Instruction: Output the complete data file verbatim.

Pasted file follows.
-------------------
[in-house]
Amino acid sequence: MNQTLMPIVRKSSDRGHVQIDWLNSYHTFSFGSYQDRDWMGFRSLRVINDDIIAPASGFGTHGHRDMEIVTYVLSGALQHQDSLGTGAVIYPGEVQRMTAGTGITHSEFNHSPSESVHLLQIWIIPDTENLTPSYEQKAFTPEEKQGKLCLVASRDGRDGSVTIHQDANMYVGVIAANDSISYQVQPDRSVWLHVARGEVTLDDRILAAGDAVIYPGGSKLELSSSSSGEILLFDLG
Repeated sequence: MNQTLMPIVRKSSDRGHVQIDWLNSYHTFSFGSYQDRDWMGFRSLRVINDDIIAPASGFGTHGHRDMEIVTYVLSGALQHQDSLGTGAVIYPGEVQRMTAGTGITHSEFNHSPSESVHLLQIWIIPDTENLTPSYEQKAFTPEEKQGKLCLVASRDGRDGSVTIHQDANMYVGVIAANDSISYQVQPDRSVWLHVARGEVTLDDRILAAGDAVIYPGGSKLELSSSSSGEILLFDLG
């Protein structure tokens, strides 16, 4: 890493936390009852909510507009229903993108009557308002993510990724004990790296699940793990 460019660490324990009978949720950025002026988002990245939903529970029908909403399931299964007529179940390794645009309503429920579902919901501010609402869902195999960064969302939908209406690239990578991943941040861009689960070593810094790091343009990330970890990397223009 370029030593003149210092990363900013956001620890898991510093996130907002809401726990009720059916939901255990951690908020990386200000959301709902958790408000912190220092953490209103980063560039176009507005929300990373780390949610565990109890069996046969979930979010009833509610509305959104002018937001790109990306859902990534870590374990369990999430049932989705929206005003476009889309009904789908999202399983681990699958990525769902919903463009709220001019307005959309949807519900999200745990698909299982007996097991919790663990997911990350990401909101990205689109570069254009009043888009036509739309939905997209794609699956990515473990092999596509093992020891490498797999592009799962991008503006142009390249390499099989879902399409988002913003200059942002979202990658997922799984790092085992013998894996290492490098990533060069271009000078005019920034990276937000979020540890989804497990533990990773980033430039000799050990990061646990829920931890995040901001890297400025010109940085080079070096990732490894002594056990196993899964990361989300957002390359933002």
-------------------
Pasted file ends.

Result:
[in-house]
Amino acid sequence: MNQTLMPIVRKSSDRGHVQIDWLNSYHTFSFGSYQDRDWMGFRSLRVINDDIIAPASGFGTHGHRDMEIVTYVLSGALQHQDSLGTGAVIYPGEVQRMTAGTGITHSEFNHSPSESVHLLQIWIIPDTENLTPSYEQKAFTPEEKQGKLCLVASRDGRDGSVTIHQDANMYVGVIAANDSISYQVQPDRSVWLHVARGEVTLDDRILAAGDAVIYPGGSKLELSSSSSGEILLFDLG
Repeated sequence: MNQTLMPIVRKSSDRGHVQIDWLNSYHTFSFGSYQDRDWMGFRSLRVINDDIIAPASGFGTHGHRDMEIVTYVLSGALQHQDSLGTGAVIYPGEVQRMTAGTGITHSEFNHSPSESVHLLQIWIIPDTENLTPSYEQKAFTPEEKQGKLCLVASRDGRDGSVTIHQDANMYVGVIAANDSISYQVQPDRSVWLHVARGEVTLDDRILAAGDAVIYPGGSKLELSSSSSGEILLFDLG
């Protein structure tokens, strides 16, 4: 890493936390009852909510507009229903993108009557308002993510990724004990790296699940793990 460019660490324990009978949720950025002026988002990245939903529970029908909403399931299964007529179940390794645009309503429920579902919901501010609402869902195999960064969302939908209406690239990578991943941040861009689960070593810094790091343009990330970890990397223009 370029030593003149210092990363900013956001620890898991510093996130907002809401726990009720059916939901255990951690908020990386200000959301709902958790408000912190220092953490209103980063560039176009507005929300990373780390949610565990109890069996046969979930979010009833509610509305959104002018937001790109990306859902990534870590374990369990999430049932989705929206005003476009889309009904789908999202399983681990699958990525769902919903463009709220001019307005959309949807519900999200745990698909299982007996097991919790663990997911990350990401909101990205689109570069254009009043888009036509739309939905997209794609699956990515473990092999596509093992020891490498797999592009799962991008503006142009390249390499099989879902399409988002913003200059942002979202990658997922799984790092085992013998894996290492490098990533060069271009000078005019920034990276937000979020540890989804497990533990990773980033430039000799050990990061646990829920931890995040901001890297400025010109940085080079070096990732490894002594056990196993899964990361989300957002390359933002």